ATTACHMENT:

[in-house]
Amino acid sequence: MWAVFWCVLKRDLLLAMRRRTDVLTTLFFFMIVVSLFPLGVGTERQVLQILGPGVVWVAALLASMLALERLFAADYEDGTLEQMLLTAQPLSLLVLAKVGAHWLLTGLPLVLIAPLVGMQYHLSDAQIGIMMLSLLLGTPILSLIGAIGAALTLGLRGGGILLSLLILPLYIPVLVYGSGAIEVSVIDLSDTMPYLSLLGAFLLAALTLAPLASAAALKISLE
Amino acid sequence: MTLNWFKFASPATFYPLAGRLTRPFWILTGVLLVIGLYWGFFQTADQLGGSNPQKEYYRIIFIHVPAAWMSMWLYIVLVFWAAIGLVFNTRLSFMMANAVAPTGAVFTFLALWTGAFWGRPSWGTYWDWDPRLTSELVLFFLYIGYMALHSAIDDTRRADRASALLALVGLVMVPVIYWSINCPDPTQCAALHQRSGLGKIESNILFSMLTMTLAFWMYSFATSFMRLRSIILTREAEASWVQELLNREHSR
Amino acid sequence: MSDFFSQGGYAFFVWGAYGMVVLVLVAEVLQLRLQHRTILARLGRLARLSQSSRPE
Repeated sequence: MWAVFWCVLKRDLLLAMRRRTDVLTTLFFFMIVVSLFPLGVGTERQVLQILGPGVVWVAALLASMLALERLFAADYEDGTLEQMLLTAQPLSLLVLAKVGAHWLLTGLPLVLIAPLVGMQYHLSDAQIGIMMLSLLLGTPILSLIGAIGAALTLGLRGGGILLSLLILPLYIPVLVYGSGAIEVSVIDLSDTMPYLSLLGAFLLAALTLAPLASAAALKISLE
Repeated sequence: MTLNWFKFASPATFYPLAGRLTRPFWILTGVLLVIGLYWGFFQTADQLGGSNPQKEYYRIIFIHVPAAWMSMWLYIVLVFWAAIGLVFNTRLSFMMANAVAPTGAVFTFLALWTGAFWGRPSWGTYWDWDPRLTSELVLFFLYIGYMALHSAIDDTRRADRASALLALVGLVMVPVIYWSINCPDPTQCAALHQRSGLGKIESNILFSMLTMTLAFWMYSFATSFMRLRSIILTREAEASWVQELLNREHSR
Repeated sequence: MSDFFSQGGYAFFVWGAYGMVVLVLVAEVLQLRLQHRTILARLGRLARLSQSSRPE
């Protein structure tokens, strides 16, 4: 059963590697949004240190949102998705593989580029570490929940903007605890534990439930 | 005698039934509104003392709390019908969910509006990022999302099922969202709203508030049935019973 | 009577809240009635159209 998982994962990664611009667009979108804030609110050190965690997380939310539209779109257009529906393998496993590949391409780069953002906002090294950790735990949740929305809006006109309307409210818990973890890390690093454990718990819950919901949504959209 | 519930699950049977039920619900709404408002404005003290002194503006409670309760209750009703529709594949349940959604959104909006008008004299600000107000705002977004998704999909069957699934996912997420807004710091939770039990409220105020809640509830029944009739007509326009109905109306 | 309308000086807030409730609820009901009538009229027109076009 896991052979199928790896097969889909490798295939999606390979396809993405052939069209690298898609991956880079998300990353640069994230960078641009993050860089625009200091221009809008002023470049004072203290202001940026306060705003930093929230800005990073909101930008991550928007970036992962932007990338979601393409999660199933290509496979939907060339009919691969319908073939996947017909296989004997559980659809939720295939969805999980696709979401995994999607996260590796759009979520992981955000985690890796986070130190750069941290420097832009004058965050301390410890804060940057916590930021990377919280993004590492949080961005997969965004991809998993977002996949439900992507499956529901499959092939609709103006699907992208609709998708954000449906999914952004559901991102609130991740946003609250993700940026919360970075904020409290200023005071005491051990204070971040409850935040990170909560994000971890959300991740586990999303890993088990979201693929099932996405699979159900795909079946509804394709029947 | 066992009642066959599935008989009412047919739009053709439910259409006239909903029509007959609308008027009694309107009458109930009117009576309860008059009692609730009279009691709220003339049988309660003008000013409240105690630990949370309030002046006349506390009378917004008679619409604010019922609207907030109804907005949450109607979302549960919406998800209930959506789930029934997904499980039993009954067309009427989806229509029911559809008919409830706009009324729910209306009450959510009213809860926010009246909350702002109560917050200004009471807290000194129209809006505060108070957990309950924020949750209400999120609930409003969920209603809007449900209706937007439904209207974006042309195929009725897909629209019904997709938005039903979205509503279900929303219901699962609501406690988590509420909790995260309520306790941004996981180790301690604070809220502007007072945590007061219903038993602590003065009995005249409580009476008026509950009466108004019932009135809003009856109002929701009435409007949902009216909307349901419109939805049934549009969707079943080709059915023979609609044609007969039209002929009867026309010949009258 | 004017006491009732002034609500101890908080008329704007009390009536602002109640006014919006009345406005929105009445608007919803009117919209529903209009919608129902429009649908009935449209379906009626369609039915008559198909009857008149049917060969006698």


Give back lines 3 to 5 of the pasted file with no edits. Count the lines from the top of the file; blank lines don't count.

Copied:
Amino acid sequence: MTLNWFKFASPATFYPLAGRLTRPFWILTGVLLVIGLYWGFFQTADQLGGSNPQKEYYRIIFIHVPAAWMSMWLYIVLVFWAAIGLVFNTRLSFMMANAVAPTGAVFTFLALWTGAFWGRPSWGTYWDWDPRLTSELVLFFLYIGYMALHSAIDDTRRADRASALLALVGLVMVPVIYWSINCPDPTQCAALHQRSGLGKIESNILFSMLTMTLAFWMYSFATSFMRLRSIILTREAEASWVQELLNREHSR
Amino acid sequence: MSDFFSQGGYAFFVWGAYGMVVLVLVAEVLQLRLQHRTILARLGRLARLSQSSRPE
Repeated sequence: MWAVFWCVLKRDLLLAMRRRTDVLTTLFFFMIVVSLFPLGVGTERQVLQILGPGVVWVAALLASMLALERLFAADYEDGTLEQMLLTAQPLSLLVLAKVGAHWLLTGLPLVLIAPLVGMQYHLSDAQIGIMMLSLLLGTPILSLIGAIGAALTLGLRGGGILLSLLILPLYIPVLVYGSGAIEVSVIDLSDTMPYLSLLGAFLLAALTLAPLASAAALKISLE